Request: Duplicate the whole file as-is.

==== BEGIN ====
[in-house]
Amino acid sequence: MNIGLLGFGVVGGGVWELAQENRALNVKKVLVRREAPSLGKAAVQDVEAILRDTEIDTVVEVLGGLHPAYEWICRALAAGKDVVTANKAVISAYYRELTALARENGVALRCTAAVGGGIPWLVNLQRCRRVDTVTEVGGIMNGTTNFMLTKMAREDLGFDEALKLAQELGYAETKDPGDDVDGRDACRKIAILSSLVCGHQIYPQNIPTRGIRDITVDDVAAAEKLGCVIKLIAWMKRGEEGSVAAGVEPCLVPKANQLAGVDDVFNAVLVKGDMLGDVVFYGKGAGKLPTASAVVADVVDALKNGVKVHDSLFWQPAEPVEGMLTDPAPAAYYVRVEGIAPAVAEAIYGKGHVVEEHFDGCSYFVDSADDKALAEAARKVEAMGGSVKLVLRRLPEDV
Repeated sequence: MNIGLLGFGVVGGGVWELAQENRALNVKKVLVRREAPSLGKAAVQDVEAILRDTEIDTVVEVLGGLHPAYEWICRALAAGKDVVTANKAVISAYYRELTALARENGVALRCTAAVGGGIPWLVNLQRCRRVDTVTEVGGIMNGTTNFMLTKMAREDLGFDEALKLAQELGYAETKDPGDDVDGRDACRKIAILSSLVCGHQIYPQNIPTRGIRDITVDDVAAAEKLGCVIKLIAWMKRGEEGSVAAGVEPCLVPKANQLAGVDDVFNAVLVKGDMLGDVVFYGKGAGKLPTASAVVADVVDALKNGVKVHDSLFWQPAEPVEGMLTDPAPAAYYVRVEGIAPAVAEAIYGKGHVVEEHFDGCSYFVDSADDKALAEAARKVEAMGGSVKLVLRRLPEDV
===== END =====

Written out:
[in-house]
Amino acid sequence: MNIGLLGFGVVGGGVWELAQENRALNVKKVLVRREAPSLGKAAVQDVEAILRDTEIDTVVEVLGGLHPAYEWICRALAAGKDVVTANKAVISAYYRELTALARENGVALRCTAAVGGGIPWLVNLQRCRRVDTVTEVGGIMNGTTNFMLTKMAREDLGFDEALKLAQELGYAETKDPGDDVDGRDACRKIAILSSLVCGHQIYPQNIPTRGIRDITVDDVAAAEKLGCVIKLIAWMKRGEEGSVAAGVEPCLVPKANQLAGVDDVFNAVLVKGDMLGDVVFYGKGAGKLPTASAVVADVVDALKNGVKVHDSLFWQPAEPVEGMLTDPAPAAYYVRVEGIAPAVAEAIYGKGHVVEEHFDGCSYFVDSADDKALAEAARKVEAMGGSVKLVLRRLPEDV
Repeated sequence: MNIGLLGFGVVGGGVWELAQENRALNVKKVLVRREAPSLGKAAVQDVEAILRDTEIDTVVEVLGGLHPAYEWICRALAAGKDVVTANKAVISAYYRELTALARENGVALRCTAAVGGGIPWLVNLQRCRRVDTVTEVGGIMNGTTNFMLTKMAREDLGFDEALKLAQELGYAETKDPGDDVDGRDACRKIAILSSLVCGHQIYPQNIPTRGIRDITVDDVAAAEKLGCVIKLIAWMKRGEEGSVAAGVEPCLVPKANQLAGVDDVFNAVLVKGDMLGDVVFYGKGAGKLPTASAVVADVVDALKNGVKVHDSLFWQPAEPVEGMLTDPAPAAYYVRVEGIAPAVAEAIYGKGHVVEEHFDGCSYFVDSADDKALAEAARKVEAMGGSVKLVLRRLPEDV